#This is a process with an id of $$
( sleep 1000 )& #this creates an idle child
( (sleep 1000)& sleep 1000 )& #this creates an idle child and grandchild
wait #this waits for direct children to finish
Running the above as
./1.sh & on my system created the following process tree:
$ command ps -o pid,ppid,pgrp,stat,args,wchan --forest
PID PPID PGRP STAT COMMAND WCHAN
24949 4783 24949 Ss /bin/bash wait
25153 24949 25153 S \_ /bin/sh ./1.sh sigsuspend
25155 25153 25153 S | \_ sleep 1000 hrtimer_nanosleep
25156 25153 25153 S | \_ sleep 1000 hrtimer_nanosleep
25158 25156 25153 S | \_ sleep 1000 hrtimer_nanosleep
You can notice that the tree has the same process group (PGRP) of 25153, which is identical to the PID of the first process.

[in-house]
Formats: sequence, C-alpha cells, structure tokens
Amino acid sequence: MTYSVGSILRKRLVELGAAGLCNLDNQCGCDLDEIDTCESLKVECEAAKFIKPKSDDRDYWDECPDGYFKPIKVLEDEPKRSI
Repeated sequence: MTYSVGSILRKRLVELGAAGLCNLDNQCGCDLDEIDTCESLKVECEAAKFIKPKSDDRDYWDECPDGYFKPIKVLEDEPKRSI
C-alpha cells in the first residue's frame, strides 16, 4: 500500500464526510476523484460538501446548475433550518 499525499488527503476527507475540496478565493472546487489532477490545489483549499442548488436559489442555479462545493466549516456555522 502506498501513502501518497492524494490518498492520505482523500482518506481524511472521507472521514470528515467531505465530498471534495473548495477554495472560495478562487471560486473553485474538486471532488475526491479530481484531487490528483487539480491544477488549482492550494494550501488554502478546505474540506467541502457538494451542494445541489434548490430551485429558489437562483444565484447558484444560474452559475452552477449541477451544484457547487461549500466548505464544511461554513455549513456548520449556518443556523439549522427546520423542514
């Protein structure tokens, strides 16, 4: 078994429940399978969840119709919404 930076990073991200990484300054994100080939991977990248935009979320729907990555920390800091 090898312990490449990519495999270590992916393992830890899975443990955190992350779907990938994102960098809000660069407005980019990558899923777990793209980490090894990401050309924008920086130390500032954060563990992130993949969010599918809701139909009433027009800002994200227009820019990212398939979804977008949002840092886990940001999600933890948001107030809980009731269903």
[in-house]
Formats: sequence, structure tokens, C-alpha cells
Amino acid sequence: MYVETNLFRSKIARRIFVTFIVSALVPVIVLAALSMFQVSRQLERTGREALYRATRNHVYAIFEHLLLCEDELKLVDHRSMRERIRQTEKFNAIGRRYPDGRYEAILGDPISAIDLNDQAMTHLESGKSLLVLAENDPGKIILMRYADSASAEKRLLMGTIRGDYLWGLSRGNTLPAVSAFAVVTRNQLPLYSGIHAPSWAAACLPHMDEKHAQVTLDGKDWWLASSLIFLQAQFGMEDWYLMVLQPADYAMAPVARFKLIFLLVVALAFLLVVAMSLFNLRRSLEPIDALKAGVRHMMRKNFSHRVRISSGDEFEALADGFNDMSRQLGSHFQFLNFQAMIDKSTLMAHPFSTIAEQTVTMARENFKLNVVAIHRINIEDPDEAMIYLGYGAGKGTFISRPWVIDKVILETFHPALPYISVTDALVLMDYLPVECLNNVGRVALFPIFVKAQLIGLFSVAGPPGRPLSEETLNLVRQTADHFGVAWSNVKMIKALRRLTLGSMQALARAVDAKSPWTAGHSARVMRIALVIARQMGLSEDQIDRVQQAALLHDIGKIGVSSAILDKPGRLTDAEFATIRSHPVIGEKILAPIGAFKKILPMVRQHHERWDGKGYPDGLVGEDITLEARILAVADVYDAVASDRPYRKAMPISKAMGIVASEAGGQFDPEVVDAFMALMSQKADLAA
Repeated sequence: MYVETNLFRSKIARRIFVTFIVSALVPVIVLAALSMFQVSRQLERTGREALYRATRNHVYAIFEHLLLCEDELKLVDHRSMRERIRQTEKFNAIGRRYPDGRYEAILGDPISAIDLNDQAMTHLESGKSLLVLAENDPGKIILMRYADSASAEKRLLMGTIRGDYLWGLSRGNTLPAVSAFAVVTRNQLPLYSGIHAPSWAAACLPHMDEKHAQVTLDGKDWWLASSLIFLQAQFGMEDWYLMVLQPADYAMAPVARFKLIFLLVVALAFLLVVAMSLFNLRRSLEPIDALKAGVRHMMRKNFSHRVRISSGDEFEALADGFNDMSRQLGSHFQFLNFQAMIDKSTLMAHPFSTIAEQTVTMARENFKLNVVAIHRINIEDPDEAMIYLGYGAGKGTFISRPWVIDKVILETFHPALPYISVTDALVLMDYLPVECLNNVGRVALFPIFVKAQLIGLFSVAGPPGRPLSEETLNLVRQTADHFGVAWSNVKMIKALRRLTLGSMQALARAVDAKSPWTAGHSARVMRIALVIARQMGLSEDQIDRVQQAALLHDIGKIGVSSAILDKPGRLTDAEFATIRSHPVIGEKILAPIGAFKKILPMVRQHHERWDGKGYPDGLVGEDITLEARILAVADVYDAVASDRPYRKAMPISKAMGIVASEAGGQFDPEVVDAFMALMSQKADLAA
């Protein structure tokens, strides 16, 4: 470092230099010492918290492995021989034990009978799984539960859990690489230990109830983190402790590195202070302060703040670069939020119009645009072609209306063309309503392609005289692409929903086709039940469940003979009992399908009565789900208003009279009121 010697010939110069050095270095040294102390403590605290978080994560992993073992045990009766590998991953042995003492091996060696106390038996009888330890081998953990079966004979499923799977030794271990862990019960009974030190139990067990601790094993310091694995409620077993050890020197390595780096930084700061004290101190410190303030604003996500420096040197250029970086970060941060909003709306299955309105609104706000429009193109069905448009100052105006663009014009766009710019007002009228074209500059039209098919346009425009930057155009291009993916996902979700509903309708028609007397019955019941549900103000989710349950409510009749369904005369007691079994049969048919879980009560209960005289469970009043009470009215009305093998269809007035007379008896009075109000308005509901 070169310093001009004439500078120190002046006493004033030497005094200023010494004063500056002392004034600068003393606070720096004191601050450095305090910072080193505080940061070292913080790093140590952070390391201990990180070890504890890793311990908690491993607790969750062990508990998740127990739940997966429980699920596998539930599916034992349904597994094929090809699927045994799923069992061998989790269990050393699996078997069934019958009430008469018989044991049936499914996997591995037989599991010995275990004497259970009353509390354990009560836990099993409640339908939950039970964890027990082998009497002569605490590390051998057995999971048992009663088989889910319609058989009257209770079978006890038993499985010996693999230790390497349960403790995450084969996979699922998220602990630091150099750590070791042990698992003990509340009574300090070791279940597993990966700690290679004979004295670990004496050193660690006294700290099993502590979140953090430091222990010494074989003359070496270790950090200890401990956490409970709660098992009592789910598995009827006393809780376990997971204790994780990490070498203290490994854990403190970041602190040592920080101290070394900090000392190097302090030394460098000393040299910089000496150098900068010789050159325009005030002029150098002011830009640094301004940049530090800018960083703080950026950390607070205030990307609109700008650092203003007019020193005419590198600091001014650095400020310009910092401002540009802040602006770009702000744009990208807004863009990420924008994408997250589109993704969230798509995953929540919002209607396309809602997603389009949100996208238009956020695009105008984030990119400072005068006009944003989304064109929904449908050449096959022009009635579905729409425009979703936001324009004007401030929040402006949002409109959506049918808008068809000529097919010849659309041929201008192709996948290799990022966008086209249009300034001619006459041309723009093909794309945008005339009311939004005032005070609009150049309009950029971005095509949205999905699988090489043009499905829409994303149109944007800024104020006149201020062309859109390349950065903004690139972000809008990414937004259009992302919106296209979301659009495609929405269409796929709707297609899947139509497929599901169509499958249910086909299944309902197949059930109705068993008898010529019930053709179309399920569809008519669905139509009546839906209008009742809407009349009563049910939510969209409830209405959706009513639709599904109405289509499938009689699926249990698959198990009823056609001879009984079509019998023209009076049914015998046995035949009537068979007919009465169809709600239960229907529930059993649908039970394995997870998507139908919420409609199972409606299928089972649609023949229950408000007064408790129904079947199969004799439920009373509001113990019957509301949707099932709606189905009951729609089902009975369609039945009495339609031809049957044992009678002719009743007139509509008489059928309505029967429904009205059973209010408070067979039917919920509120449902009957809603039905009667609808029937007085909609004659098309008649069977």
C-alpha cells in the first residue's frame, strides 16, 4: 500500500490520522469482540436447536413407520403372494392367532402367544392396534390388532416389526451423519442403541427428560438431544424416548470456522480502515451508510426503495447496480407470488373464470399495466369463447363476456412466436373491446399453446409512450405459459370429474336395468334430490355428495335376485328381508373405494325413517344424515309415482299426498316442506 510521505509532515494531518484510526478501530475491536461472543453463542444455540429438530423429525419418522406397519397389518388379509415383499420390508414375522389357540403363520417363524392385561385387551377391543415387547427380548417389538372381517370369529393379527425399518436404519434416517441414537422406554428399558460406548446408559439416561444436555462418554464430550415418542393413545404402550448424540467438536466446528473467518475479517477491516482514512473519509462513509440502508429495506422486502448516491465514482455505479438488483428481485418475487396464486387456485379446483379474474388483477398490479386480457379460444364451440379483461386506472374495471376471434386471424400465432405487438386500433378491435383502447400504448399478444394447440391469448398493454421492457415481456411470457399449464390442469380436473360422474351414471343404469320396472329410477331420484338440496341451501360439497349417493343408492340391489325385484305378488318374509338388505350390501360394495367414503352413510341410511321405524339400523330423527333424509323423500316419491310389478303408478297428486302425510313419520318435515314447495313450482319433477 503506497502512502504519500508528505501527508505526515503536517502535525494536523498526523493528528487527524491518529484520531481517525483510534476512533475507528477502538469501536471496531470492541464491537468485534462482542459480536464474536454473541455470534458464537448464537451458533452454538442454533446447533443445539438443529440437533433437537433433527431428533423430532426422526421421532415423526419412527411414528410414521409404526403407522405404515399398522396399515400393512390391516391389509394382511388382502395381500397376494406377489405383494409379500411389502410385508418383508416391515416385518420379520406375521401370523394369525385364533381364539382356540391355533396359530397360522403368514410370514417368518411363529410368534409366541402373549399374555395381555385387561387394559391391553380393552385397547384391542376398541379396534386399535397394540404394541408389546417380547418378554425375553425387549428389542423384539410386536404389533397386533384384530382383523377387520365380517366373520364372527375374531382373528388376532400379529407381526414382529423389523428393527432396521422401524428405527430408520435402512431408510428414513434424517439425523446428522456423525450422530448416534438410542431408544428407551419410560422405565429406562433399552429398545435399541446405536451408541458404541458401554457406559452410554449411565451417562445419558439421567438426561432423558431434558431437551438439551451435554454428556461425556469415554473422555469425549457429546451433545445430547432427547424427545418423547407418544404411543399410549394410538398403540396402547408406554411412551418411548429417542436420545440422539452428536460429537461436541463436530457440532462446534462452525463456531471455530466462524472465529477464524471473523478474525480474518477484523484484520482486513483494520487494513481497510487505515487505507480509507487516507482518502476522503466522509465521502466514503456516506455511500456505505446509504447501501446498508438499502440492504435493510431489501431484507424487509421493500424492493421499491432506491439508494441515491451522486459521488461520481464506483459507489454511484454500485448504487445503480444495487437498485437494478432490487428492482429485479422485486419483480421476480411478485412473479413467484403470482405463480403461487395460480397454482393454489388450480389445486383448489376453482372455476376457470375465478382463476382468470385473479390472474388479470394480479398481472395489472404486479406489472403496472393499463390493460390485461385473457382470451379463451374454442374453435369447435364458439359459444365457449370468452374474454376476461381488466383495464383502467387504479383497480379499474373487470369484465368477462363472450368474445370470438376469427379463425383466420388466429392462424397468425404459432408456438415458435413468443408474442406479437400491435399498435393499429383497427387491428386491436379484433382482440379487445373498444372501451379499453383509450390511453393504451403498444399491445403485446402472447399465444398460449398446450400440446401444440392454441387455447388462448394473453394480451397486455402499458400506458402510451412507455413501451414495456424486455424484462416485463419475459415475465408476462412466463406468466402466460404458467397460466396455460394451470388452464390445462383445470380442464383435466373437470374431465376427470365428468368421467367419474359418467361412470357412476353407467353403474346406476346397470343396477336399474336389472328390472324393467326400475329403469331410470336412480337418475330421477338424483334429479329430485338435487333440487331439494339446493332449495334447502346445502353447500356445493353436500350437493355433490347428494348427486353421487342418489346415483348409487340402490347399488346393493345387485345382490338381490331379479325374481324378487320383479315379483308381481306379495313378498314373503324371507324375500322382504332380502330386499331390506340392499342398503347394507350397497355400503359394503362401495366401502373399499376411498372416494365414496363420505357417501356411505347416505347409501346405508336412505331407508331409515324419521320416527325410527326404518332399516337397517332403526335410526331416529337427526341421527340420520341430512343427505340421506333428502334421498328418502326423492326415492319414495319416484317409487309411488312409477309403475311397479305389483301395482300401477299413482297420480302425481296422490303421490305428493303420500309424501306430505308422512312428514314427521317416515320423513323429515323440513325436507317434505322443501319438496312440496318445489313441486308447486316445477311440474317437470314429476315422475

The shell creates a process group whenever you start a new command in interactive mode (or with job control explicitly turned on).
The PGRP mechanism allows the shell to send a signal to the whole process group at once without creating a race condition. This is used for job control, and when your script runs and a foreground job, for sending:
- (SIG)INTR when the user presses C-C
- (SIG)QUIT when the user presses C-\
- (SIG)STP when the user presses C-Z
You can do the same by doing, for example:
kill -INTR -25153
where INTR is the signal and 25153 is the process group you want to send the signal to. The
- before the 25153 means you're targeting a PGRP id rather than a PID.
In your case, the signal you should be sending is
-TERM (request termination). Term is the default signal
kill sends, however, you have to specify it explicitly if you're targeting a group rather than a PID.
kill -TERM -25153
If you want to kill the process group of the last background job you started, you can do:
kill -TERM -$!